If you had to answer a simple Yes/No question on whether you are ready for eLearning, on what basis would you respond to it? To answer that question, you will have to check the readiness of your organization for adopting eLearning. There are many surveys in the market that can help you assess this. Alternatively, you could come up with your own survey. To help you get started, here are a few quick questions to ask yourself and other stakeholders in your organization to figure out if you are eLearning ready.
1. Is there a budget in place?
You will need to look at the budget size, especially given the initial heavy spend on IT infrastructure and courseware. And allow enough room for the approval process. Don’t assume things will move fast – plan accordingly.
2. Are there any forces hindering stakeholders from giving their buy-in for eLearning?
This could include legal or union issues, organizational attitude, etc. and revolves around elements that are beyond your control—which means at any point in time an unanticipated change can occur. Keep your resources focused on areas that are of greater concern, but continue to monitor areas that are in flux.
3. Are employees likely to resist eLearning?
Typically, this question will bring mixed responses with some people being supportive and some not so keen on eLearning. The key tactics will be to carefully pinpoint and monitor the areas of support and areas of resistance in order to determine exactly what causes each reaction. Then, use this information to try to honestly and directly address the concerns of the potential resistors while instituting a compensation or recognition program for those who are active supporters.
4. Do you have a transition plan in place?
You can successfully lower employee and instructor resistance by having a detailed transition plan in place. You should plan for orientation to eLearning right from the beginning.
5. What is the group-think on eLearning?
It’s great if group dynamics are on your side; in they aren’t focus on figuring out what group elements are working in your favor and which may hinder your efforts. Remember that the group can influence the decision of the individual when introducing an initiative. Dig deeper to figure out where change efforts will yield the greatest ROI.
6. Are employees equipped with the correct technical skills to be able to adopt eLearning?
If your audience is not technologically literate – get an action plan in place for building that skill. Also, keep your eyes open for any new skills employees may need to acquire, such as being able to participate in a virtual meeting etc.
7. Do you have the required facilities in place?
Do you have the physical facilities in top condition? This could involve setting up computer labs, arranging for new systems, etc. Where is the greatest need? For which e-Learning efforts are you most likely to reap business rewards? Create a matrix plotting needs against outcomes to determine where to focus your efforts.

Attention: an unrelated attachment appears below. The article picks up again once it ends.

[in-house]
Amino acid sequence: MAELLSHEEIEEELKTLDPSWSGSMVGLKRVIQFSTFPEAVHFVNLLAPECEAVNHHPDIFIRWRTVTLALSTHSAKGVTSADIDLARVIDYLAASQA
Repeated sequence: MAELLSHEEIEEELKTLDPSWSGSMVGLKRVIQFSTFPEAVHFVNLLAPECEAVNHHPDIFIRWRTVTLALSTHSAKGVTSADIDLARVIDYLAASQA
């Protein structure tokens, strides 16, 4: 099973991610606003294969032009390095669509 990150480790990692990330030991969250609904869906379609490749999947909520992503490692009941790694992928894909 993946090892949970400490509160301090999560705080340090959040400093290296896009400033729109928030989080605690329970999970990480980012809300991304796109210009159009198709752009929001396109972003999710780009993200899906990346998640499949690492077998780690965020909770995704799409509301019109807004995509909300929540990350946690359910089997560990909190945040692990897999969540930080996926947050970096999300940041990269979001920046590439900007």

8. Do you have a support plan in place?
You need to plan for support from the vendor, availability of a helpdesk or tutors and training plans. You could even outsource this function to companies that specialize in eLearning consulting and implementation.
9. Do you have a plan for your content?
Given the theme of the content and the instructional outcomes, you need to have a plan in place for what type of content to fit into what kind of eLearning delivery format. Success will be more likely if you select the content that will most directly impact the business objectives and then determine what format it should be in.
From all the listed question above, I am concerned with one, that makes me think all the time when am going to develop some lesson:
Are the audiences interested in learning it?
So is it possible to be involved in so many hours in a project to discover late that it does not interest the sudience.
http://M.%20Shalini5/10/2011 at 2:47 am
Edmilson, the issue that you have raised is a critical one. And should be addressed right at the beginning because the entire success of your learning initiative rests on that factor of employee buy-in. To motivate an audience to take up any training (whether ILT or eLearning), it has to have a Real World Connect for them. Once they see that it is relevant and useful to their own job performance (and subsequent career development), their resistance is broken down. A well-conducted audience analysis can go a long way in helping us spot potential resistance to learning (whether to the subject of the learning program or the medium of deployment). This information should then be used carefully when planning the learning initiative.
Sometimes, employees may be quite sold on the subject/overall focus of the learning initiative, but the medium itself may create some resistance – for instance, this happens quite often in first-time implementation of eLearning. In which case, you need to have a carefully thought-out plan on promoting that eLearning initiative to make employees willing and ready for the learning. For a detailed action plan on motivating employees to take up eLearning programs for their learning needs, you might want to check out this free, live webinar at: http://www.commlabindia.com/elearning-resources/sell-elearning-in-organization-webinar.php.